Excess use of bare, nude, naked, etc., once the condition is obvious, or as in: “He reached inside her blouse and bra to touch her naked breast.” Or, after an undressing scene, the completely unnecessary statements: “Then they were naked,” “Then he was as bare as she was,” etc.

Totally unnecessary use of “a pair of,” “two”, “both”, “Twin”, etc., in reference to breasts, arms, legs, buttocks, etc.

Unnecessary use of “of her” and “of him” to show possession, as in: “The breathtaking loveliness of her,” “the strength of him.” Should be: “her breathtaking loveliness,” “his strength,” etc.

Elliott  Carnal CageIII. WORD LIST

Compiled by our editors from notes on most frequently misspelled words in manuscripts. (Asterisks denote departure from ACD form, indicating house preferences.) For all words not listed, use the first form given in the ACD.

abdomen
accommodate
acknowledgment, acknowledgeable, acknowledging
acquaintance
advertise, advertisement, advertiser, advertising
aggressor, aggressive
aerial
afterward
air-condition (er, ed, ing)
airline*
all right (never alright)
any more (never anymore)
any place (always)
any time (always
ash tray
attendant
aureole
baby-sitter*
backward (direction)
backwards (in reverse order)*
ballpoint pen*
barbecue
beeline
blond (masc., noun & adj.)
blonde (fem., noun & adj.)
blue jeans
bourbon (no cap)
bourgeois
boy friend
brand-new
brassiere (bra is okay)
brief-case* (but attaché case)
cab driver
cafe (no accent)*
camouflage  Shaw - Corrupted
Canadian whisky (no e)
caress
cave man (n.), cave-man (adj.)
cellmate*
chaise longue (but lounge chair)
cheekbone* (but collar bone, etc.)
Chris-Craft
coiffeur (hair stylist)
coiffure (hairdo; coiffed, adj.)
coolly
cross-eyed (but cockeyed)
Chevy
cross-town (all forms)
damn, damned, damn it, damnedest
daytime
defense
desirable
desperate
diesel* (no cap)
dinner time, lunch time, supper time
discreetly (prudently)
discretely (separately)
disheveled
disk
double-cross (verb)
double-crosser, double-crossing
double cross (noun only)
drug store
dumfounded (no b)
ear lobe
ecstasy
embarrass (ed, ing, ment)
everyday (adj. only)
exaggerate
exhilarated
existence
fierce
fiery (never firey)
fingertip*Shaw - Tramp
focus, focused, focusing
G-string*
garter belt
guage (estimate-never gage)
gouge (to scoop out)
girl friend
glamorous (but glamour)
goddamn, goddamn it, goddamnedest*
good-bye*
good night (but good-night kiss; said their good-nights)Shaw - Tramp 2
good will (n.), good-will (adj.)
goosepimples*, gooseflesh*
half-day, half-dollar, half-hour, half-mile (but half an hour, etc.)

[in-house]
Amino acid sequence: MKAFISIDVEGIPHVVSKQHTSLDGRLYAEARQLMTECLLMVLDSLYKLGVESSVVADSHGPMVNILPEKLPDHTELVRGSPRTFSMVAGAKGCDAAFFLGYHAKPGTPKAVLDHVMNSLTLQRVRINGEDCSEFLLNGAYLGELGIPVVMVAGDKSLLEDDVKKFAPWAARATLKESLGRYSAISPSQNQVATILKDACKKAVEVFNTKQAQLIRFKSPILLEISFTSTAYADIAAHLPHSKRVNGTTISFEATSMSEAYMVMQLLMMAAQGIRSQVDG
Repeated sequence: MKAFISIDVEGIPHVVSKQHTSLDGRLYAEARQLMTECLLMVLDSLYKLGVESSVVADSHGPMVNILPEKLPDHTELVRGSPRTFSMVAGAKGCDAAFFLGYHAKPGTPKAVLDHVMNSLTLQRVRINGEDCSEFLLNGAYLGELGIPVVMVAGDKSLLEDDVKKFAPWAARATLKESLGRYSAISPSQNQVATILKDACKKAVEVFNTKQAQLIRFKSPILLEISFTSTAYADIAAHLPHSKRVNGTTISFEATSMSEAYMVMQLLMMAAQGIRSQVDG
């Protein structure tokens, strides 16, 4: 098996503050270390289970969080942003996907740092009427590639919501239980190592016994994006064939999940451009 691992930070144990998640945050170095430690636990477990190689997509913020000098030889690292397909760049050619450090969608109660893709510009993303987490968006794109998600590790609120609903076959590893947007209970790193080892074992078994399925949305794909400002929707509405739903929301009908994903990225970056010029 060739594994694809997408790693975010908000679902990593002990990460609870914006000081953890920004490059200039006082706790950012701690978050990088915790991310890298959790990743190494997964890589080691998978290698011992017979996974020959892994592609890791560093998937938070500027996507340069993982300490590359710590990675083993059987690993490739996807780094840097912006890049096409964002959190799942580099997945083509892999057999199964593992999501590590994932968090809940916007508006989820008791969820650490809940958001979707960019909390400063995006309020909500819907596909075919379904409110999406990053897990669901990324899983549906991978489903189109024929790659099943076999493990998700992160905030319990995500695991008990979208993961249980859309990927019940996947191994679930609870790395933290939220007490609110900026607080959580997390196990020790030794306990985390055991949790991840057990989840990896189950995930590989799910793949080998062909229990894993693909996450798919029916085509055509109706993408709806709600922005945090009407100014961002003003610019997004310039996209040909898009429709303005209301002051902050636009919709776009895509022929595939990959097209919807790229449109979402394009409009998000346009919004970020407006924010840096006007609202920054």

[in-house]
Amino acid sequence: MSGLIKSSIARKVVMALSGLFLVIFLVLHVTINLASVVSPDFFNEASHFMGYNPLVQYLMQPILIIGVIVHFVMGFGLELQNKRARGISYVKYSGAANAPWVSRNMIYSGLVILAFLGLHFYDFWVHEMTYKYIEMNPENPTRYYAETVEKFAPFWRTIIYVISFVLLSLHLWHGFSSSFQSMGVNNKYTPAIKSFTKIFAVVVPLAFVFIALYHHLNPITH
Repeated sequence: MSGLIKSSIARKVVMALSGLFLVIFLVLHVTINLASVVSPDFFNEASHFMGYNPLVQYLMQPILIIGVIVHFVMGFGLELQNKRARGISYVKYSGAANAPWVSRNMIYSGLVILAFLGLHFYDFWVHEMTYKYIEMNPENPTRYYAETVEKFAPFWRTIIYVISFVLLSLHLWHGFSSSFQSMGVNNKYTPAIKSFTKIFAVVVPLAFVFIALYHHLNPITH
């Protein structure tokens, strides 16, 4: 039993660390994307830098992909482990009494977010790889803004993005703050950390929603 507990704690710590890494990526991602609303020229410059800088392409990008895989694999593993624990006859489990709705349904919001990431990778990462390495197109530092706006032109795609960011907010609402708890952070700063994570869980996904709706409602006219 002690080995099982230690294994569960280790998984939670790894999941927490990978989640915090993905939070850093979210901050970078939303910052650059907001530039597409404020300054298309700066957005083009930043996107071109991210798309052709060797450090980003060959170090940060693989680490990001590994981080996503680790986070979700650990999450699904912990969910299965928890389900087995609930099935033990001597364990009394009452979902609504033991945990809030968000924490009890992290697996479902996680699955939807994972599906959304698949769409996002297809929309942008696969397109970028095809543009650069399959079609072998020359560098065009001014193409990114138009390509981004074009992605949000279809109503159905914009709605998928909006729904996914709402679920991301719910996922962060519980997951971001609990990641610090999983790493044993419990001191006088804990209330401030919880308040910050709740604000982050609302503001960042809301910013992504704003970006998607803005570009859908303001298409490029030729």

half slip
halfway (adj. & adv.)
half-wit
hangover* (but hung-over)
harass
hardhead (n.), hard-headed (adj.)
hard-top
hatbox
headwaiter
heartache
heartbreak (all forms)
hi-fi
hitchhike
hors d’oeuvres
idiosyncrasy
indefinable
inside out (hyphenate before a noun)
insistent
intern (n.), interne (f.)
irresistible
jack hammer
jackknife (n. & v.), jackknifed
jeopardyElliott - Decadent
judging, judgment
Juggernaut (note cap)
kidnaped (one p, all forms)
knowledgeable
languor, languorous
lascivious
leisure
Lesbian, Lesbianism (always cap)*
Lez, Lezzie (never use Les, Lessie)
leveled (one l, all forms)
libidos (pl.)
lieutenant (cap only before or as a name)
living room
loathe, loathsome
loveliness
lovemaking (no hyphen)
love play
lovesick
ludicrous
luster, lustrous
ma’am or madame (polite term of address)*
madam (one who runs a house, not a home)
machine gun (n.), machine-gun (adj. & v.)
machine-gunned, machine-gunner
make-up (all forms except verb), ditto made-up
mealtimeElliott - Untamed
mid-air
midsection*
mid-town
murmur
mustache (never mou–)
nearby (adj. & adv.)
Negro, Negroes
negligee (no accent)
night club, night spot
nickel (metal & coin)
nighttime
occur, occurrence, occurred, occurring
okay (never O.K.)
old-fashioned
paneled (one l, all forms)
panty girdle
paraphernalia
passed (verb form)
past (adj., adv., or prep.)
Peeping Tom (note caps)
per cent (but percentage)
persevere, perseverance
plainclothesman*
playroom
pickup (Elliott - Instructorn. & adj.), pick up (v.)
pile driver
pill box
point-blank
practice (all forms)
prestige
precede, preceded
proceed, proceeded
protuberant
recur, recurred, recurrent, etc.
redhead (n.), red-headed (adj.)
right side up (hyphenate before nouns)
schoolboy, schoolgirl, schoolteacher
scorch
Scotch whisky (no e)
seafood*
seize
separate (v. or adj.)
servant
setup (n.), set up (v.)
shined (polished), shone (gave light)
short wave (all forms)
sibilantElliott - Man Collector
siege
signaled (one l, all forms)
sledge hammer (n.), sledge-hammer (adj.)
smolder (no u)
solely
some place (never someplace)
soundproof, soundproofed
sports coat (jacket, shirt, car, etc.)
strip tease (but strip-teaser, -tease act)
superintendent
supersede
sweatshirt*
T-shirt*
temperament, temperamental
teen-age, teen-ager (always hyphenated)
tendency
terry cloth (n. & adj.)
theater
thrash (only farmers thresh)
titillate
tousle, tousled
toward
towhead (n.), tow-headed (adj.)
tranquil, tranquilizer, tranquillity
trench coat
trip hammer*
truck driver
TV (always caps, no periods or space)
unselfconscious (but self-conscious)
upside down (hyphenate before nouns)
vice president
weekend* (all forms)
will powerNightstand - Tormented
weird
whiskey (all except Scotch and Canadian)
wield
worshiped (one p, all forms)
worthwhile* (all forms)
wrist watch
yield
zigzag (all forms)